Two sides of the same desperate coin
For most of human history, only affluence could promise access to a safe abortion. England’s 1967 Abortion Act and the U.S. Roe v. Wade decision in 1973 spared working and poor women from risky, unpredictable and sometimes fatal procedures, reflecting real and symbolic shifts in British and American societies. But these days, Prime Minister Tony Blair has called for “another look” at the 1967 law; in America, the aftermath of Roe v. Wade has been a veritable civil cold war, with disagreement on the issue a bedrock of state divisions into red and blue.
Mike Leigh’s Vera Drake, whose eponymous protagonist is a middle-aged, non-medical abortionist in 1950 London, puts the subject into terms of specific and personal morality. Vera’s actions — intended to “get girls out of trouble” — eventually bring the law down upon her. She’s repulsed when one of the arresting officers asks about money; her explanation is no more complex than her wish to help. Vera’s furtive ministrations are a far cry from the hygienic, discreet services available to Susan Wells (Sally Hawkins), for whose family Vera cleans; Susan’s desperation is no less acute than that of the women Vera assists. Susan’s risk, however, is not her life but that she might shame her prominent family.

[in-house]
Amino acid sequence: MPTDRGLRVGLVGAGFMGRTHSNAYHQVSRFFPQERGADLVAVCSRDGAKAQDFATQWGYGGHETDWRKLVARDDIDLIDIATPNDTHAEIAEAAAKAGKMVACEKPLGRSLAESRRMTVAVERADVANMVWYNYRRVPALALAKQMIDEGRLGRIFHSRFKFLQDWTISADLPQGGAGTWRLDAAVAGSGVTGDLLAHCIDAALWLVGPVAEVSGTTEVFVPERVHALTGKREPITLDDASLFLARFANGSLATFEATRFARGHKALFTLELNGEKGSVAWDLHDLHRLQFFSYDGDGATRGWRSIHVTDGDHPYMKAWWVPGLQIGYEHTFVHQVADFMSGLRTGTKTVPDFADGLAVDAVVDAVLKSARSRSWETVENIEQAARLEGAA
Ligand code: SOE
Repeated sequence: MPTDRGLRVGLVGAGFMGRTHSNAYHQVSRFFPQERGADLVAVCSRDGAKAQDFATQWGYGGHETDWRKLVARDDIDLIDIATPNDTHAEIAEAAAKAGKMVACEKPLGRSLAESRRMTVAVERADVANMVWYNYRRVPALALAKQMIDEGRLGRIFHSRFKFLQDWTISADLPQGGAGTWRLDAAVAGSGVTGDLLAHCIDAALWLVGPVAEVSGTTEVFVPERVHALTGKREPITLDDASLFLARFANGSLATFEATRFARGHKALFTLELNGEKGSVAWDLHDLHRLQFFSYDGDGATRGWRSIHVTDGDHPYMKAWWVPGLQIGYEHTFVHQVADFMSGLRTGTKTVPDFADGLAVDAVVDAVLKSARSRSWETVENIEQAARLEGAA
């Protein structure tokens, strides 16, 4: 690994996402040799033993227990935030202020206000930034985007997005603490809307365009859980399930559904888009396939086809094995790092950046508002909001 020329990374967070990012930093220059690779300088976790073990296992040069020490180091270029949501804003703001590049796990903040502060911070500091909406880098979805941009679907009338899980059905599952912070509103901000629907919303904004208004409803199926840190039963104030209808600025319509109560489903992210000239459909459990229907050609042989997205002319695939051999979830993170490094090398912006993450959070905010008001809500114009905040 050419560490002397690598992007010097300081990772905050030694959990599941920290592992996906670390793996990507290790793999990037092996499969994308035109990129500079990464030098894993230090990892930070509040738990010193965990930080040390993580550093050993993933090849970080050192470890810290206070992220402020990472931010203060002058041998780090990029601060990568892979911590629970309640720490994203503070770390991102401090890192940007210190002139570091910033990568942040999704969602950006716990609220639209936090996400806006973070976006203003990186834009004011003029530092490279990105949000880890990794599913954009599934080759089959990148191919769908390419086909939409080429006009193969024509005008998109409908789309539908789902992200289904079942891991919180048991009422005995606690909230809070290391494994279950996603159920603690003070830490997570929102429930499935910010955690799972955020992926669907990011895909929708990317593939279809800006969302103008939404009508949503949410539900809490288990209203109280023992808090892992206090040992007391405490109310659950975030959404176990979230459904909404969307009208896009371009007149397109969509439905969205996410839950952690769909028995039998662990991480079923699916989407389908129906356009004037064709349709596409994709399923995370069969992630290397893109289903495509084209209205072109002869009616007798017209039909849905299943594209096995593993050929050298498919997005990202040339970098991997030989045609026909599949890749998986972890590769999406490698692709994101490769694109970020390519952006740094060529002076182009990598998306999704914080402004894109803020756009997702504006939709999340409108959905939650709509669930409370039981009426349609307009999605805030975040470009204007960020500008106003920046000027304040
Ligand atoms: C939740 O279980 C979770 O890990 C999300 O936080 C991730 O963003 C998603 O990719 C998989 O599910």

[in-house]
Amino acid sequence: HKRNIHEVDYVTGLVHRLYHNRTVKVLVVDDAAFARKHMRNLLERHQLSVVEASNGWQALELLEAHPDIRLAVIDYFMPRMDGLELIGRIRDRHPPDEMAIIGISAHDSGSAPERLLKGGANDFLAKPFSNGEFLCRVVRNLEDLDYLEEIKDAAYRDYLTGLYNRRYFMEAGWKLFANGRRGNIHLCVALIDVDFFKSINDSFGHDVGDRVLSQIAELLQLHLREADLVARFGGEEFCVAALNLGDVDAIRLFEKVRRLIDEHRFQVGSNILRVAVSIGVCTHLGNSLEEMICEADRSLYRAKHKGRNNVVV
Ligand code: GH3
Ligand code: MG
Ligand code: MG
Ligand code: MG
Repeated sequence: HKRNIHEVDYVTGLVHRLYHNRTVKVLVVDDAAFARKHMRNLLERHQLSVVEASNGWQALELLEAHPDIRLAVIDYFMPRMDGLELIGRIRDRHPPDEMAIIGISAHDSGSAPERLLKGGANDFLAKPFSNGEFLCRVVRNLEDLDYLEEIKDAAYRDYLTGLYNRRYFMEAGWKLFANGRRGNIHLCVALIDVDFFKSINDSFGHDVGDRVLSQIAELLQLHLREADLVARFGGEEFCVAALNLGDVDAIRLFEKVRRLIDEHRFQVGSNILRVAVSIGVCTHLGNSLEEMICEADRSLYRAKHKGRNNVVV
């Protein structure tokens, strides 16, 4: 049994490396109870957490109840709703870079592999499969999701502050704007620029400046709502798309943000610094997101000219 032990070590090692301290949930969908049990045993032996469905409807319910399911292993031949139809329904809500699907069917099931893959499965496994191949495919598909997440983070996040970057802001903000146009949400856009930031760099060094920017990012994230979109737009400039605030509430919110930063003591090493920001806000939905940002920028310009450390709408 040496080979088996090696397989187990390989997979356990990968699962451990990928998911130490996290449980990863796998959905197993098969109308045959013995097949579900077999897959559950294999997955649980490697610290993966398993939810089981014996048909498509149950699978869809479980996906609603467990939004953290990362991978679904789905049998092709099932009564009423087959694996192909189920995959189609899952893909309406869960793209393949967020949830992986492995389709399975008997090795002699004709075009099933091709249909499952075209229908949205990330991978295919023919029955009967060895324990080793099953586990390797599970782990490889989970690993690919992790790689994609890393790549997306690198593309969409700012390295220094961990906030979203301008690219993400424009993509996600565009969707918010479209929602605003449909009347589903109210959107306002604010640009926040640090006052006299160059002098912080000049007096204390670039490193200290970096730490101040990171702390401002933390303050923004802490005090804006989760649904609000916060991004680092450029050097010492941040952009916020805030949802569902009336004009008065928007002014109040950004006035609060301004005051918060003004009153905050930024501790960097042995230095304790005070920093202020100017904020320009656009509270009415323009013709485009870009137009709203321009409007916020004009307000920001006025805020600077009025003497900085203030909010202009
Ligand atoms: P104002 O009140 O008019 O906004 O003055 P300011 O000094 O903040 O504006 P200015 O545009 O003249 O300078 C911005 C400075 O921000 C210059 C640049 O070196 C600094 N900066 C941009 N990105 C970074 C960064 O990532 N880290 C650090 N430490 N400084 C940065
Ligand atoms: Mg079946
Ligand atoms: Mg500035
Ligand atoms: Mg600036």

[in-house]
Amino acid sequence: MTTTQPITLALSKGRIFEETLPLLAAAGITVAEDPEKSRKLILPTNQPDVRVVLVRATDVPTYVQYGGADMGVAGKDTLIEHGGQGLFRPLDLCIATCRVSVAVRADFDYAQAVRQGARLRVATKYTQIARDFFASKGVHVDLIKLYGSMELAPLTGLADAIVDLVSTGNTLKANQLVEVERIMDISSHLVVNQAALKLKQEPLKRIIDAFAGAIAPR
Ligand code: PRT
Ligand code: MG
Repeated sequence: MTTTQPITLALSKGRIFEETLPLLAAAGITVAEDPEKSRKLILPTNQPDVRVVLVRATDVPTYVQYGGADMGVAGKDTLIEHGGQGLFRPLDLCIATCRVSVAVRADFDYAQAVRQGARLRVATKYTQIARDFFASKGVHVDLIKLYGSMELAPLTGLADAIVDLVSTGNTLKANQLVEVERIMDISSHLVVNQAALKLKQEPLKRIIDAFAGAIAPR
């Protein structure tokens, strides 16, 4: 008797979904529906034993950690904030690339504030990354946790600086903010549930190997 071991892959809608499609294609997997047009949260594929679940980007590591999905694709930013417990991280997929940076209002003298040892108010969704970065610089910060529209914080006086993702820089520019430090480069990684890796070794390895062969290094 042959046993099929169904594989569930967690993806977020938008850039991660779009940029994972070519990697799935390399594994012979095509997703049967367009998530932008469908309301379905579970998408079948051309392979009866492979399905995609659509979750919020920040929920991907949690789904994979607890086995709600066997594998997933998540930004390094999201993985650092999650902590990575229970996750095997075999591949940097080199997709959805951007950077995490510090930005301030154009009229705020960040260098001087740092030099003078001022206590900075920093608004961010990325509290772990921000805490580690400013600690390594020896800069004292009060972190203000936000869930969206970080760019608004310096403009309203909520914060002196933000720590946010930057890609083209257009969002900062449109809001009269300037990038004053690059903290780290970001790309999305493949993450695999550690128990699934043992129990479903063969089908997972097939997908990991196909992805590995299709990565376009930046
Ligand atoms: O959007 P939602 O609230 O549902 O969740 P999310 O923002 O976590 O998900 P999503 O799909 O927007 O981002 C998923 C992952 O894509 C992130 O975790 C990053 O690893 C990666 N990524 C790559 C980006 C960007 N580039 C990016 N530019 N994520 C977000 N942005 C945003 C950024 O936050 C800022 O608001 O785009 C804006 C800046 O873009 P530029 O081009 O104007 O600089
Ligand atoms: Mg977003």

Vera Drake is no portrait of an innocent, nor is Vera in denial. Instead, ending unwanted pregnancies is part of her life, all of a piece with the cozy home she makes for her family, her visits to neighborhood shut-ins, and her job sprucing up the houses of the well-to-do. Vera’s talent is for setting things to rights.
Despite their humble circumstances and cramped flat, the Drakes have a snug, welcoming household. As well as following Vera on her rounds, Leigh shows each member at their job: Vera’s husband Stan (Phil Davis) at his brother’s garage and their two adult children, Ethel (Alex Kelly), testing lightbulbs at a factory and Sid (Daniel Mays) sharpening his skills as a menswear salesman. Mending, whether of cars at the garage or clothes at home, is a metaphor for the Drakes’ very life; the furnishings and their flat have a much-used feeling, as if they’d been mended as well. Work, though unspectacular and sometimes unpaid, stabilizes and defines the family.